What an absolutely jam-packed and wonderful day this has been. Already, this morning seems an age ago. And there’s still a whole day to go!
We started with veteran novelist A.M. Homes, who, I was intrigued to discover, is known as A.M. rather than a more standard first name. She was a pleasure to listen to: intelligent, candid, wry, unafraid. She was also very, very funny: “I’m up for adoption now too if anyone’s interested…I come with a child, pets and a very big life”. She spoke about her writing life and its constantly shifting mix of truth and fiction, darkness and humour: “everything is and isn’t a joke”.
One of the things I am particularly enjoying about this festival is the mix of the literary with the scientific. Homes − in common with the scientists I have heard speak − talked about how “the future for all of us is going to be not what you know but what you can imagine.” I was also struck by a comparison with yesterday’s session on the West’s characterisation of the East: Reza Aslan said that we always use the ‘other’ to define ourselves, it’s what we’re afraid of. Homes said she’s more interested in the ‘other’ than in herself, it’s what draws her to fiction and keeps her writing.
Next up was historian Frank Dikotter on The Tragedy of Liberation, the fate of China under communism in the 1940s and 50s. In contrast to the previous sessions I’d attended, in which people sat on the stage in conversation, this one was a lecture delivered by Dikotter pacing up and down the stage, as though to express the thrust of his thoughts through motion.
Dikotter, who is based in Hong Kong, has been granted access to the Chinese archives, and what he has uncovered about the fate of the Chinese people under Mao is horrifying. The statistics of deaths and torture, of children as well as adults, are all recorded there, largely forgotten, and Dikotter has taken it upon himself to publish them to the world in a series of very successful books.
Although Dikotter’s delivery was measured, his argument carefully structured and his every assertion meticulously backed up by fact to the best academic standard, what really came across was his anger. I wasn’t the only one to notice: in audience question time, someone got up and complained that he was partisan and that this was not the way to have a constructive dialogue about the past. I was reminded of a book I read recently, Empress Dowager Cixi: The Concubine who Launched Modern China by Jung Chang. (Cixi was the power behind the Chinese throne in the second half of the nineteenth century. I have reviewed the book here). This also is written by a passionate scholar determined to redress a perceived imbalance in history. I left the session interested to read Dikotter’s books and examine his bias for myself.
The next session was a definite high point for me: Jim Al-Khalili taking on Science and the Big Questions. I had seen him yesterday in A Question of Civilisations and had been struck by his obvious passion for science and the exploration of important ideas. His conversation with Shaun Hendy was pleasingly ambitious in its range: how the universe began and will end; the nature of time and space; the way mathematical laws could extend not just throughout our own universe, but through every conceivable variation of a universe in an almost infinite multiverse. Quite a lot to cover in an hour on the Aotea Centre stage at the Auckland Writers Festival.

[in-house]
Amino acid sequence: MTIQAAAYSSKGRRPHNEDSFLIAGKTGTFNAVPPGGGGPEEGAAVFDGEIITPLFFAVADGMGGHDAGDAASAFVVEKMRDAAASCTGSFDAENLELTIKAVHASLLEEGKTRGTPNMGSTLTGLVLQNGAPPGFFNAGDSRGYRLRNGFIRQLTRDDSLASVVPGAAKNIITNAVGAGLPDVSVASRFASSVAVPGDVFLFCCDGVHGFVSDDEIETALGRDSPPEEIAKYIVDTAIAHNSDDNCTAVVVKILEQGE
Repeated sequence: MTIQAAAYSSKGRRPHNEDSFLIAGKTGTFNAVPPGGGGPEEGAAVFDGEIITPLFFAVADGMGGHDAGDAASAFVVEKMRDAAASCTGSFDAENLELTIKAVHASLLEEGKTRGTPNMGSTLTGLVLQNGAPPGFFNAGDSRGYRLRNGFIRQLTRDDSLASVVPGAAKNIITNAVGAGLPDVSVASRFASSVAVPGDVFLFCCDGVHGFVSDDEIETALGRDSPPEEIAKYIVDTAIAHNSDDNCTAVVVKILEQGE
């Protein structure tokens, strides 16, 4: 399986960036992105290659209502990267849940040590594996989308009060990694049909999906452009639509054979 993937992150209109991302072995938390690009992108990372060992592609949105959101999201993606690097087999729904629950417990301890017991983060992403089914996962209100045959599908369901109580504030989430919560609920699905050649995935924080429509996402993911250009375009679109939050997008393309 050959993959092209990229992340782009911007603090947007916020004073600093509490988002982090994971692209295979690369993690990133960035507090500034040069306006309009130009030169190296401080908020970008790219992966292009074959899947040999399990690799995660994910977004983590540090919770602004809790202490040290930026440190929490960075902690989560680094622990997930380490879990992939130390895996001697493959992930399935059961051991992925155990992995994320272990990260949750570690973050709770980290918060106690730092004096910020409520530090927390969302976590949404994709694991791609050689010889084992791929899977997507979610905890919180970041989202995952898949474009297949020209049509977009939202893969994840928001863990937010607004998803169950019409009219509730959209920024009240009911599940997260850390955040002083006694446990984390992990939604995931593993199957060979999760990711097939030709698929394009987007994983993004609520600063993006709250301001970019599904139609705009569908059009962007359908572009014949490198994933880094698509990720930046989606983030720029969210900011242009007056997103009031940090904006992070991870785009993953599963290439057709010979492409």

I enjoyed the session immensely, and it went really fast – and I now know that, while my subjective experience of time is largely irrelevant to the universe, time is not in fact the absolute constant that clocks would lead us to expect. Khalili managed the trick of appearing authoritative without being dogmatic or unapproachable; teaching without patronising; and inspiring creative thought and the desire to learn in his audience. The proof is in the purchase: I went straight out to buy his book and get him to sign it for me.
The really big event for today, though, was definitely An Evening with Sandi Toksvig. If you’ve never heard of her, I urge you to immediately download the free podcasts of The News Quiz from BBC Radio 4, plus as many of her episodes of Whose Line Is It Anyway? and QI as you can get your hands on (actually, just watch the whole of QI, it’s reliably wonderful).
Toksvig initially came onstage by herself, just to tell us jokes (“I love that, in the English language, we can have the man who fell into the upholstery machine but is now fully recovered”) and generally chat to us. She was irresistibly funny, charming, and wise; and, while being obviously one of the smartest people in the room, made us believe there was nothing she’d rather be doing than talking to us. I was sorry when Sean Plunket came onstage to interview her – I felt he added nothing, and confined her to boring interview questions when I would much rather have heard her natter to us about whatever took her fancy. (I would also have loved to hear her speak more about her books). But it didn’t really matter: Toksvig’s ebullient charm filled the packed and enthusiastically applauding theatre.
Once again I have ended the day with a brain absolutely buzzing with a delicious mix of words, ideas, and exciting new discoveries of authors and thinkers. Bring it on!
Events reviewed by Elizabeth Heritage on behalf of Booksellers NZ